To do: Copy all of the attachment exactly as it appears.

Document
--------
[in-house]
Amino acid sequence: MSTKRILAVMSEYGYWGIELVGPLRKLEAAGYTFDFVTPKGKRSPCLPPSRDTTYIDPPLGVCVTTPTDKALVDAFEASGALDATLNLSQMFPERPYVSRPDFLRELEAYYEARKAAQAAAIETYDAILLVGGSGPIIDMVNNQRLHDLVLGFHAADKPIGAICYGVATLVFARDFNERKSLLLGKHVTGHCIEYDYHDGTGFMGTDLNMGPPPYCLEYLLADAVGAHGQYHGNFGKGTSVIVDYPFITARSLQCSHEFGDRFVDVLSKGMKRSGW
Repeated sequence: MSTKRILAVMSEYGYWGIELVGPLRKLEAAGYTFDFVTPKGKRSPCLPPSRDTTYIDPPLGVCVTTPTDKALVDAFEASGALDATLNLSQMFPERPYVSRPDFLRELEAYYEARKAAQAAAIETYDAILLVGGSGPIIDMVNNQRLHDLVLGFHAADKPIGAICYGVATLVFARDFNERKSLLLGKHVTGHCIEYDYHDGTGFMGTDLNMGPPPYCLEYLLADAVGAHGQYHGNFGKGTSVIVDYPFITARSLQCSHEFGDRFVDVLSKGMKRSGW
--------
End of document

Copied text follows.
[in-house]
Amino acid sequence: MSTKRILAVMSEYGYWGIELVGPLRKLEAAGYTFDFVTPKGKRSPCLPPSRDTTYIDPPLGVCVTTPTDKALVDAFEASGALDATLNLSQMFPERPYVSRPDFLRELEAYYEARKAAQAAAIETYDAILLVGGSGPIIDMVNNQRLHDLVLGFHAADKPIGAICYGVATLVFARDFNERKSLLLGKHVTGHCIEYDYHDGTGFMGTDLNMGPPPYCLEYLLADAVGAHGQYHGNFGKGTSVIVDYPFITARSLQCSHEFGDRFVDVLSKGMKRSGW
Repeated sequence: MSTKRILAVMSEYGYWGIELVGPLRKLEAAGYTFDFVTPKGKRSPCLPPSRDTTYIDPPLGVCVTTPTDKALVDAFEASGALDATLNLSQMFPERPYVSRPDFLRELEAYYEARKAAQAAAIETYDAILLVGGSGPIIDMVNNQRLHDLVLGFHAADKPIGAICYGVATLVFARDFNERKSLLLGKHVTGHCIEYDYHDGTGFMGTDLNMGPPPYCLEYLLADAVGAHGQYHGNFGKGTSVIVDYPFITARSLQCSHEFGDRFVDVLSKGMKRSGW